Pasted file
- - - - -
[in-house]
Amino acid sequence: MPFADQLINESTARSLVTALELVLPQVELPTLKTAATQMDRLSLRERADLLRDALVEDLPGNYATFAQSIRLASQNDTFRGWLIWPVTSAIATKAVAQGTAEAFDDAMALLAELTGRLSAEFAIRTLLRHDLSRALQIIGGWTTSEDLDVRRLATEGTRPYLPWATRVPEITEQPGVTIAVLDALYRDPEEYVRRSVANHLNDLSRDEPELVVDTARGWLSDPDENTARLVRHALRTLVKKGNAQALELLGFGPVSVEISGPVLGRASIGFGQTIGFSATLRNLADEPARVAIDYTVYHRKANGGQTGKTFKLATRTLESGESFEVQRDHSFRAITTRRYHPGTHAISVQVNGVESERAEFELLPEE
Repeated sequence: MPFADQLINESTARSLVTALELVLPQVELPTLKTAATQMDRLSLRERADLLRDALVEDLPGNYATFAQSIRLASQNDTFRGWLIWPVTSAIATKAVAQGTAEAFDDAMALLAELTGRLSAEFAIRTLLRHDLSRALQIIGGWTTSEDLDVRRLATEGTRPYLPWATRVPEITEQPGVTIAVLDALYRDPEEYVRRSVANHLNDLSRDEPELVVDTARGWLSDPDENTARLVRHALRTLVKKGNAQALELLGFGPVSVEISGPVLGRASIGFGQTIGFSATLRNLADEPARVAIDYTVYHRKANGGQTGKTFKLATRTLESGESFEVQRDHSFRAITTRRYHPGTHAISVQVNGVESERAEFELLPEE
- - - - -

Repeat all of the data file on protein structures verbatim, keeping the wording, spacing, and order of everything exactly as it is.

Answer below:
[in-house]
Amino acid sequence: MPFADQLINESTARSLVTALELVLPQVELPTLKTAATQMDRLSLRERADLLRDALVEDLPGNYATFAQSIRLASQNDTFRGWLIWPVTSAIATKAVAQGTAEAFDDAMALLAELTGRLSAEFAIRTLLRHDLSRALQIIGGWTTSEDLDVRRLATEGTRPYLPWATRVPEITEQPGVTIAVLDALYRDPEEYVRRSVANHLNDLSRDEPELVVDTARGWLSDPDENTARLVRHALRTLVKKGNAQALELLGFGPVSVEISGPVLGRASIGFGQTIGFSATLRNLADEPARVAIDYTVYHRKANGGQTGKTFKLATRTLESGESFEVQRDHSFRAITTRRYHPGTHAISVQVNGVESERAEFELLPEE
Repeated sequence: MPFADQLINESTARSLVTALELVLPQVELPTLKTAATQMDRLSLRERADLLRDALVEDLPGNYATFAQSIRLASQNDTFRGWLIWPVTSAIATKAVAQGTAEAFDDAMALLAELTGRLSAEFAIRTLLRHDLSRALQIIGGWTTSEDLDVRRLATEGTRPYLPWATRVPEITEQPGVTIAVLDALYRDPEEYVRRSVANHLNDLSRDEPELVVDTARGWLSDPDENTARLVRHALRTLVKKGNAQALELLGFGPVSVEISGPVLGRASIGFGQTIGFSATLRNLADEPARVAIDYTVYHRKANGGQTGKTFKLATRTLESGESFEVQRDHSFRAITTRRYHPGTHAISVQVNGVESERAEFELLPEE